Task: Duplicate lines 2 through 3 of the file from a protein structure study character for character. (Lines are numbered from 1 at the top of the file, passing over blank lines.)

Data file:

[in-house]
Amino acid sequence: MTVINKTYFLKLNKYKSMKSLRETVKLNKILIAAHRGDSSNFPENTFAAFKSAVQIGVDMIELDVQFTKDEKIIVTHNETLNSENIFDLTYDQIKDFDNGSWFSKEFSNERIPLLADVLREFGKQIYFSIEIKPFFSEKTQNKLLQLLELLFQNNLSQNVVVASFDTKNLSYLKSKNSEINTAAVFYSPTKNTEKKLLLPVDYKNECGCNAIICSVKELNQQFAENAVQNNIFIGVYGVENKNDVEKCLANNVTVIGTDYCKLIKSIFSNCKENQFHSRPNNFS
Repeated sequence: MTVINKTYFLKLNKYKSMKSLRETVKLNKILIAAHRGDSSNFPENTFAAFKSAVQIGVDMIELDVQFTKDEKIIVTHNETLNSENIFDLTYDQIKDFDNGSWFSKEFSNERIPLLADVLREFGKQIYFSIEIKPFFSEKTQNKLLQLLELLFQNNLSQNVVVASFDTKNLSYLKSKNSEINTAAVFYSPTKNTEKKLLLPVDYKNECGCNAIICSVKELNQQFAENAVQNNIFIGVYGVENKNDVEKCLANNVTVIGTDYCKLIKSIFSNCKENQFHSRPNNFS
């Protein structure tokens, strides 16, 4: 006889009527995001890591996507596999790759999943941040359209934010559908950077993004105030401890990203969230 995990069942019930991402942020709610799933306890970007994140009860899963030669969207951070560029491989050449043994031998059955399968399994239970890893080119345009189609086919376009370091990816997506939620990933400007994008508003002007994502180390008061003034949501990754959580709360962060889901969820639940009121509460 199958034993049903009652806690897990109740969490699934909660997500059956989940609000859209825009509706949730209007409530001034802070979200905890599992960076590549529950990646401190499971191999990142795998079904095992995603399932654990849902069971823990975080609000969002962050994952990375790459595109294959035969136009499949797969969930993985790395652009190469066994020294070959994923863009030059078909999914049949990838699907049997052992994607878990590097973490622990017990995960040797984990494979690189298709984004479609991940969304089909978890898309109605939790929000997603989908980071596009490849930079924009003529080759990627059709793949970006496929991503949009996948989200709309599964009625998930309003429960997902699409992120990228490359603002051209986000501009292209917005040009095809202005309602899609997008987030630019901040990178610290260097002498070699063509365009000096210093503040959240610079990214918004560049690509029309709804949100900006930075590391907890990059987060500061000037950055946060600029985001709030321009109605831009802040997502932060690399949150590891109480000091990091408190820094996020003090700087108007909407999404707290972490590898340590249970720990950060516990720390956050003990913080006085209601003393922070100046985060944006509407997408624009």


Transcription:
Amino acid sequence: MTVINKTYFLKLNKYKSMKSLRETVKLNKILIAAHRGDSSNFPENTFAAFKSAVQIGVDMIELDVQFTKDEKIIVTHNETLNSENIFDLTYDQIKDFDNGSWFSKEFSNERIPLLADVLREFGKQIYFSIEIKPFFSEKTQNKLLQLLELLFQNNLSQNVVVASFDTKNLSYLKSKNSEINTAAVFYSPTKNTEKKLLLPVDYKNECGCNAIICSVKELNQQFAENAVQNNIFIGVYGVENKNDVEKCLANNVTVIGTDYCKLIKSIFSNCKENQFHSRPNNFS
Repeated sequence: MTVINKTYFLKLNKYKSMKSLRETVKLNKILIAAHRGDSSNFPENTFAAFKSAVQIGVDMIELDVQFTKDEKIIVTHNETLNSENIFDLTYDQIKDFDNGSWFSKEFSNERIPLLADVLREFGKQIYFSIEIKPFFSEKTQNKLLQLLELLFQNNLSQNVVVASFDTKNLSYLKSKNSEINTAAVFYSPTKNTEKKLLLPVDYKNECGCNAIICSVKELNQQFAENAVQNNIFIGVYGVENKNDVEKCLANNVTVIGTDYCKLIKSIFSNCKENQFHSRPNNFS